Over the years, Andrew’s vegetable garden has cozied itself into the landscape. He built a wooden fence to enclose the garden and fend off the occasional rabbit. Painted white, the fence makes the garden look at home against the backdrop of his white clapboard house. Plantings outside the fence soften the transition from flat lawn to vertical fence. Outside the fence, gooseberry and currant bushes provide berries for fresh eating or his wife’s homemade jams.
A few years after establishing the garden, Andrew built an arbor around the gateway. Today, you can sit and pluck grapes from two vines that weave in and out of the lattice. Boxwoods underplanted with strawberries complete the lovely picture. Even a simple arbor, if well done, represents a pleasing combination of good engineering and art. A well-built arbor should be sturdy and proportioned to the site and plants.
In planning an arbor, look around at other arbors for inspiration and ideas. Check around your neighborhood and look at pictures in magazines; think about what looks nice and what does not, and why. Then, when you design your arbor, plan it to visually blend with your house and the surrounding area. And pay close attention to proportions—the thicknesses and lengths of various wood pieces, and the length of overhangs—for strength and for beauty.
As with any other structure, strength begins at ground level. For that and longevity, use rot-resistant 4-by-4 wood for the four main support members of the arbor. Good choices of strong and rot-resistant wood, often locally available from sawmills or lumberyards, include black locust, honey locust, osage orange, redwood, cypress, and to a lesser extent, white oak and various kinds of cedars.
To give those main support posts strong footing, bury them deep enough in the soil. Alternate freezing and thawing of soil will, over time, heave a post up and out of the ground, or at least loosen it. So be sure to sink the base of any support post below the frost line. (You can determine your frost depth by asking a builder or building inspector how deep building footings need to be in your area—footing bottoms must be below frost depth.) As you backfill soil around any post in its hole, check that it is plumb, or vertical; a post that is leaning not only is apt to become more so over time, it also can give you an uneasy feeling when you look at it.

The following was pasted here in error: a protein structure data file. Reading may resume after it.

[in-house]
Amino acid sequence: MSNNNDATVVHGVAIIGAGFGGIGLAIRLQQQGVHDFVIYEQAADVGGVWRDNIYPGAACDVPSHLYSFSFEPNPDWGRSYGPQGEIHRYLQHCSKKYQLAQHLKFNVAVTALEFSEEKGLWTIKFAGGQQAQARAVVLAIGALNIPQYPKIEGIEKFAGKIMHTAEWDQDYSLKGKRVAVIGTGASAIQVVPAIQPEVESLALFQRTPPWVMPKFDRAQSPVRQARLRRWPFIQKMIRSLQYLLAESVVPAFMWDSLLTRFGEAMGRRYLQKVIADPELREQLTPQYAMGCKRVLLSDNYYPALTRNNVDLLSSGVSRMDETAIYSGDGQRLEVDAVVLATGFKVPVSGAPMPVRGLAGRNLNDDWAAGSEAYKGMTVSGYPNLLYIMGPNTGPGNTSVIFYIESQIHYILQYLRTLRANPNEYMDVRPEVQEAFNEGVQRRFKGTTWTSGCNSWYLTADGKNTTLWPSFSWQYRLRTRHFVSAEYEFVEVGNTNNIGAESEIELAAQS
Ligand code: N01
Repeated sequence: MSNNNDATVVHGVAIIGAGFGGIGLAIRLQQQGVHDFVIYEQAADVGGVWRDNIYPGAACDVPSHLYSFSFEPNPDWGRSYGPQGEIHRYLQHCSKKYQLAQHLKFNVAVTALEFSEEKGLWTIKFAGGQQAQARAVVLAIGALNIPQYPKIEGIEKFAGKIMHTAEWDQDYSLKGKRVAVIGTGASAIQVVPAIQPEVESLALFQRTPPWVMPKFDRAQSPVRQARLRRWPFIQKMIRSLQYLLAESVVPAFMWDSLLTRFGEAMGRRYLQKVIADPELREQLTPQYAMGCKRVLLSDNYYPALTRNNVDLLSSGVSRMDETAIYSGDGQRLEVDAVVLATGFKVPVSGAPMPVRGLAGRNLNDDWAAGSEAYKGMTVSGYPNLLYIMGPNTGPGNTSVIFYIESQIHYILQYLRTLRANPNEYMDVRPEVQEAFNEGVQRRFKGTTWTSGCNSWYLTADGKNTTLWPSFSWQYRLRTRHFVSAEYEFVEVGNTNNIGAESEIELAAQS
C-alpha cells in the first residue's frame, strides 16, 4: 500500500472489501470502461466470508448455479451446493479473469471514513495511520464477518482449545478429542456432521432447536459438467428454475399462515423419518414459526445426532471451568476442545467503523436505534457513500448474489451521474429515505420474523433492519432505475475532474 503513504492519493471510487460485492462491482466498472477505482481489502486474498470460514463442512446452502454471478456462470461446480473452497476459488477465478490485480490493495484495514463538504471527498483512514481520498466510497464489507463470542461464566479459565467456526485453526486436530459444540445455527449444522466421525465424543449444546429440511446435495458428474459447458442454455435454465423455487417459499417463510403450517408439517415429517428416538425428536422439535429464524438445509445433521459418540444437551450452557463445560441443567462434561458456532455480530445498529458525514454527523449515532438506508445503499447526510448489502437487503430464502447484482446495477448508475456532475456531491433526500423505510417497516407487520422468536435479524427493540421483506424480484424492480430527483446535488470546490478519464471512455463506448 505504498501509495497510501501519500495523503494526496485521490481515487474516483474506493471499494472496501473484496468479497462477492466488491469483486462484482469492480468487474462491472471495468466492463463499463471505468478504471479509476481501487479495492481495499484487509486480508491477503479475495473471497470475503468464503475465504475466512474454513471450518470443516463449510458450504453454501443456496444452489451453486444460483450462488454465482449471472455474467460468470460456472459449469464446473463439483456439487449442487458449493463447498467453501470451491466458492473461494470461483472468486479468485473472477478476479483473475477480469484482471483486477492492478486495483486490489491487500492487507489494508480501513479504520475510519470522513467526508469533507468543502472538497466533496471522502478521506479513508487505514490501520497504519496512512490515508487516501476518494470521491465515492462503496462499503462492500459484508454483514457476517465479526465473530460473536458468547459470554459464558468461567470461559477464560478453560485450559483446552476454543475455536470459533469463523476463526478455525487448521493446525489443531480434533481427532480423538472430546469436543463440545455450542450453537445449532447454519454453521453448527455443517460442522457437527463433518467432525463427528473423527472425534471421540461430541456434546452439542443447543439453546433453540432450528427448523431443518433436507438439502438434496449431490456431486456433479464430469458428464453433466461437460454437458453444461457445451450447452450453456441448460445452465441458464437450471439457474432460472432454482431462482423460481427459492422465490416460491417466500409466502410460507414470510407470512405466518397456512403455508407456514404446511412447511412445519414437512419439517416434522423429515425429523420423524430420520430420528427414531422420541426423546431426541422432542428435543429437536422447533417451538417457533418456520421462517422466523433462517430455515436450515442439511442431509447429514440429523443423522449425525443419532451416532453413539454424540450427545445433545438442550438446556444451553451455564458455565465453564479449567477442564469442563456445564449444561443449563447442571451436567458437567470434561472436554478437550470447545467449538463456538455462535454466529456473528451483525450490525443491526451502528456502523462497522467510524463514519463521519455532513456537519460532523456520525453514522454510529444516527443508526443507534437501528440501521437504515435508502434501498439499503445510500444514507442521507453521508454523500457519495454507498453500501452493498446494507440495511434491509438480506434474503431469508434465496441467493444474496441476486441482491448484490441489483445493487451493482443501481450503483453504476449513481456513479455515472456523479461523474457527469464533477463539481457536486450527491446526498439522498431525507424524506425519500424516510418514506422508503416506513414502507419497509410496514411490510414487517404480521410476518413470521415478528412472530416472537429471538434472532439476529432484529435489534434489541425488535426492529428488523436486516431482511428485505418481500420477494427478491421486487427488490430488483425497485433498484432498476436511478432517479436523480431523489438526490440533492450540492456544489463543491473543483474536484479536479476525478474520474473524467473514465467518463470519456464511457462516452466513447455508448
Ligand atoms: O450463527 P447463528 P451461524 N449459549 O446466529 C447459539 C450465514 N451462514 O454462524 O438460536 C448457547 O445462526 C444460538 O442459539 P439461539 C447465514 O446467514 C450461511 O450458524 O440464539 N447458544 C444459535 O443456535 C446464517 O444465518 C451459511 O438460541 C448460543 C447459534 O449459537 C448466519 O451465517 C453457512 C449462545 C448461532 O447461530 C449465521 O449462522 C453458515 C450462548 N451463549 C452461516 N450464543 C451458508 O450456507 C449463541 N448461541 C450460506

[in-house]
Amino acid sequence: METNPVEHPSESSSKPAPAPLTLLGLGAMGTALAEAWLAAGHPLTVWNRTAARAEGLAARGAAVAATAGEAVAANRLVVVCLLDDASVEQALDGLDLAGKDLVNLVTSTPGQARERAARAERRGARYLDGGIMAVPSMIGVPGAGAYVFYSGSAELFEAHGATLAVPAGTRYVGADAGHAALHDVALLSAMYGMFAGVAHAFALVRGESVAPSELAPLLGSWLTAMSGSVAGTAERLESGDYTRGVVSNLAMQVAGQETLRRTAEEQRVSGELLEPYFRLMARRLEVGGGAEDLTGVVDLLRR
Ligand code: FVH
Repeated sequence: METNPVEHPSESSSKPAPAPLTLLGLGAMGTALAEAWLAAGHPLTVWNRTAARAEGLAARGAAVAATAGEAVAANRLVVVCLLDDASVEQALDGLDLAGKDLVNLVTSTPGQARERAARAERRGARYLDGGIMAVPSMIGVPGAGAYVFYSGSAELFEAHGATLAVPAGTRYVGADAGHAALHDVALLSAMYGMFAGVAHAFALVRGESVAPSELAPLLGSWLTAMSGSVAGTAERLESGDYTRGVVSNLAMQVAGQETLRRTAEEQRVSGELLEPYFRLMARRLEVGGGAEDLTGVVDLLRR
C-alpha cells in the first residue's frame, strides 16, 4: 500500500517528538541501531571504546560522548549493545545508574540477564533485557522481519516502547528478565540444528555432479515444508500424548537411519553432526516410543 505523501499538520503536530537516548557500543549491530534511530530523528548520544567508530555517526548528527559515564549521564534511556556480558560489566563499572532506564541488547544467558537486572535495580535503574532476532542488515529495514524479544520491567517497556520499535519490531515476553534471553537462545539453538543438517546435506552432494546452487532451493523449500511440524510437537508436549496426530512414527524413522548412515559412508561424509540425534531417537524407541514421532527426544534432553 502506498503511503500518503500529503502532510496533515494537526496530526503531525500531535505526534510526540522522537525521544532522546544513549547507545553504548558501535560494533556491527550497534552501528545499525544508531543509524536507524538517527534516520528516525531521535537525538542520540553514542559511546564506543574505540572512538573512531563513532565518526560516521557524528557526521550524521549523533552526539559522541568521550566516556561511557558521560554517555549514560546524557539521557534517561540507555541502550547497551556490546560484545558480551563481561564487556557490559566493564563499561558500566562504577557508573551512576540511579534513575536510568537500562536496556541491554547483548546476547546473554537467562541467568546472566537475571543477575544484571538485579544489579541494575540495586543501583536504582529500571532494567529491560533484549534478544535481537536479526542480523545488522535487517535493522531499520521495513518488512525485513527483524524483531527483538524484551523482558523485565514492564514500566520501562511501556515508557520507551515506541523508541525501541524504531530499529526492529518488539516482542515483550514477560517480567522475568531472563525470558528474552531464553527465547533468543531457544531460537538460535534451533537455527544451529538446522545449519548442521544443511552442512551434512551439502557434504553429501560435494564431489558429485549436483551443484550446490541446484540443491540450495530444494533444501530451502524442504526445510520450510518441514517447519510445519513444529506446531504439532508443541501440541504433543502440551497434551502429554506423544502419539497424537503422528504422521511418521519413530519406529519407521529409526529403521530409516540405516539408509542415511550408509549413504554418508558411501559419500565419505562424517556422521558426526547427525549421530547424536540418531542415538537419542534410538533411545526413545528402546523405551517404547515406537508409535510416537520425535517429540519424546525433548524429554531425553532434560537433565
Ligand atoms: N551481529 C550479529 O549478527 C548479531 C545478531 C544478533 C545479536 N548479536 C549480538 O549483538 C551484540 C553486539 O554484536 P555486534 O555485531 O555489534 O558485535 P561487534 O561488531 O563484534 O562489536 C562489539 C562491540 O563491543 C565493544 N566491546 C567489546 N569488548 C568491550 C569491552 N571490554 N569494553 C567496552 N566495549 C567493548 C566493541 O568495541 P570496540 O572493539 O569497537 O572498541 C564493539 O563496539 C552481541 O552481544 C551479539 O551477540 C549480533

Horizontal and diagonal pieces joining the support posts strengthen the structure, and are part of the design. Rot-free wood is not as critical for these parts of the arbor that never touch ground. I’ve made arbors of eastern red cedar, which lasts about 10 years, and of black locust, which lasts about as long as pressure-treated wood. Pay attention to the edges of any lattice so that the lattice looks like it’s truly part of the design, not something just tacked onto the structure.
1. Minimize soil disturbance; always try to preserve the soil’s natural layering.
2. Cover planting beds with a 2-inch layer of weed-free compost, and plant directly into compost. Cover paths with wood chips.
3. Plant the garden as near your kitchen door as possible.
4. Site your garden where it will be bathed in at least six hours of direct sunlight daily.
5. Use transplants for quicker harvests of slow-growers such as tomatoes and broccoli.
6. Plant seeds for crops that transplant poorly such as carrots and okra, or those that are easy to grow from seed such as beans and peas.
7. Handwater newly planted seeds and transplants until their roots grow into the soil.
8. Use only weed-free mulches such as wood chips, sawdust and grass clippings.
9. A vegetable garden can be more than functional. Put a pretty fence, low shrubs and flowers around it.
10. To spend the least time weeding, do it frequently for short periods. Pull weeds when they are young, before they go to seed.
11. Keep an eye on the edges—that’s one place weeds try to sneak in.